The possibility of criminal and contempt prosecutions for violation of a state statute requiring licensing of labor unions is enough to render it invalid as interfering with the full freedom which employees are given under the NLRA to choose their own collective bargaining representatives, even though the requirements in the statute of a finding of information and an annual license fee of $ 1 are probably insufficient, of themselves, to establish a conflict with the Act. Hill v Florida (1945) 325 US 538, 89 L Ed 1782, 65 S Ct 1373, 16 BNA LRRM 734, 9 CCH LC P 51208, reh den (1945) 326 US 804, 90 L Ed 489, 66 S Ct 11.
   State statute, requiring "labor organizer" before soliciting members to make written request for an organizer's card and issuance to him of such card by state secretary of state (who has no unbridled discretion to refuse to issue the card), is not unconstitutional or in conflict with National Labor Relations Act (29 USCS 151 et seq.). Coutlakis v State (1954) 160 Tex Crim 249, 268 SW2d 192, 25 CCH LC P 68261, 25 CCH LC P 68396.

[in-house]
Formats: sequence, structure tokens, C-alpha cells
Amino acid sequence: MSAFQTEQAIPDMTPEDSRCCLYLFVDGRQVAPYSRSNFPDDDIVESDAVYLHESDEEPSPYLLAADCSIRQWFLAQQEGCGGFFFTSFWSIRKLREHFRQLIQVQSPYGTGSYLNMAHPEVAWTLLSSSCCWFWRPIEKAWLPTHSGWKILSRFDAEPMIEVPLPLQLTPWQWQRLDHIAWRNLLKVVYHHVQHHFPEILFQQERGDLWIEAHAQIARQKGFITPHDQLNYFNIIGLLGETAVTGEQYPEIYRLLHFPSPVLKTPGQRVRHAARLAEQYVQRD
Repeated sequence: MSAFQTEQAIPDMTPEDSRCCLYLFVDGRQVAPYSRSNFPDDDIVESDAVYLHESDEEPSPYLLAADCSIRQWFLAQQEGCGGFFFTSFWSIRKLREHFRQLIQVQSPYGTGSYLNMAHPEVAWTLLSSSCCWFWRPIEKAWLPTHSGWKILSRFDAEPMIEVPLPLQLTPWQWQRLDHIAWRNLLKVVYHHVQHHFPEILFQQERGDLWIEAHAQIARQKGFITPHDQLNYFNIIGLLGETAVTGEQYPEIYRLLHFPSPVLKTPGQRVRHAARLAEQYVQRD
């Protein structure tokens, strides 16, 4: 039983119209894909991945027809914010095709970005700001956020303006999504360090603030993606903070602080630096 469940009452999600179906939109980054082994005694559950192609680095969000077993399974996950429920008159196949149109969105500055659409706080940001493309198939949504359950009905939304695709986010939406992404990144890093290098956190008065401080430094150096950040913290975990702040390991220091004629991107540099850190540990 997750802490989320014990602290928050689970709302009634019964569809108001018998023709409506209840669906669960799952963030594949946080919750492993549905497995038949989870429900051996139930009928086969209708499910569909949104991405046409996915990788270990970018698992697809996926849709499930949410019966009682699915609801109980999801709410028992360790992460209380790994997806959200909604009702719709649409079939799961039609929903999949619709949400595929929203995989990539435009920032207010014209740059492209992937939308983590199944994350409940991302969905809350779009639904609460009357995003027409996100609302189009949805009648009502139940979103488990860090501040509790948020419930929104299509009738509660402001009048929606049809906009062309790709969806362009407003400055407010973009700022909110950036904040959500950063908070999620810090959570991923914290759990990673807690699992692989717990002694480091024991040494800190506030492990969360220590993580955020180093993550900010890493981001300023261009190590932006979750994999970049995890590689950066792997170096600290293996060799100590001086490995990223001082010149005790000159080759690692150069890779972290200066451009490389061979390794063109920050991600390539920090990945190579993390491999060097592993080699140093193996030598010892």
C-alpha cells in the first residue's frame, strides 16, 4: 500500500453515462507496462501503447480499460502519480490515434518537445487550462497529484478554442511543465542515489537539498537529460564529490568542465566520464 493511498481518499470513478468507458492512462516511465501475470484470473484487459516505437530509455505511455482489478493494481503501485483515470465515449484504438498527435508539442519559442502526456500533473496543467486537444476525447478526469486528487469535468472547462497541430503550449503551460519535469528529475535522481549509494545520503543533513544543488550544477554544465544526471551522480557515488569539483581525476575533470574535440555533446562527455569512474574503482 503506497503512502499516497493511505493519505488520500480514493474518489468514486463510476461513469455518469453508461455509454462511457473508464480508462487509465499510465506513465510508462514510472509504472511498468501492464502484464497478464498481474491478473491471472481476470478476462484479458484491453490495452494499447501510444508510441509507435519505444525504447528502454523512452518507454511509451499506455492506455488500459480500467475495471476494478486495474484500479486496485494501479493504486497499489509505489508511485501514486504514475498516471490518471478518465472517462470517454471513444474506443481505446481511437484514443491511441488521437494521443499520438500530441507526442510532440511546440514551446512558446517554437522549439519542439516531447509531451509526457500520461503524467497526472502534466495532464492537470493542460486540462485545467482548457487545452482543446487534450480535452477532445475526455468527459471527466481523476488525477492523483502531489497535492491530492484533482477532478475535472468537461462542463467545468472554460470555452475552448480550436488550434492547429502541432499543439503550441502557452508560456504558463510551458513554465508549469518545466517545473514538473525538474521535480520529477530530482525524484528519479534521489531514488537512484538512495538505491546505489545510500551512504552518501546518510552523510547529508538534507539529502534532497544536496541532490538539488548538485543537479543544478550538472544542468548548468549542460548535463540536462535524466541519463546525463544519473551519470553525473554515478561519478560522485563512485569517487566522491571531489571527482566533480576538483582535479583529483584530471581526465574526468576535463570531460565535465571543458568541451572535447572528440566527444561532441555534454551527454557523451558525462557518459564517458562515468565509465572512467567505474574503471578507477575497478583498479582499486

29. Statutes regulating association with unions of persons convicted of criminal offenses
   A provision of a state act which bars collection from pier superintendents, hiring agents, longshoremen, and port watchmen of dues or other levies on behalf of a union, any of whose officers or agents has been convicted of a felony, and has not been pardoned or given a certificate of good health by the state board of parole, is not in conflict with federal law providing that no person who has been convicted of or served any part of a prison term resulting from his conviction shall serve as a union official (29 USCS 540). De Veau v Braisted (1960) 363 US 144, 4 L Ed 2d 1109, 80 S Ct 1146, 46 BNA LRRM 2304, 40 CCH LC P 66583, reh den (1960) 364 US 856, 5 L Ed 2d 80, 81 S Ct 30.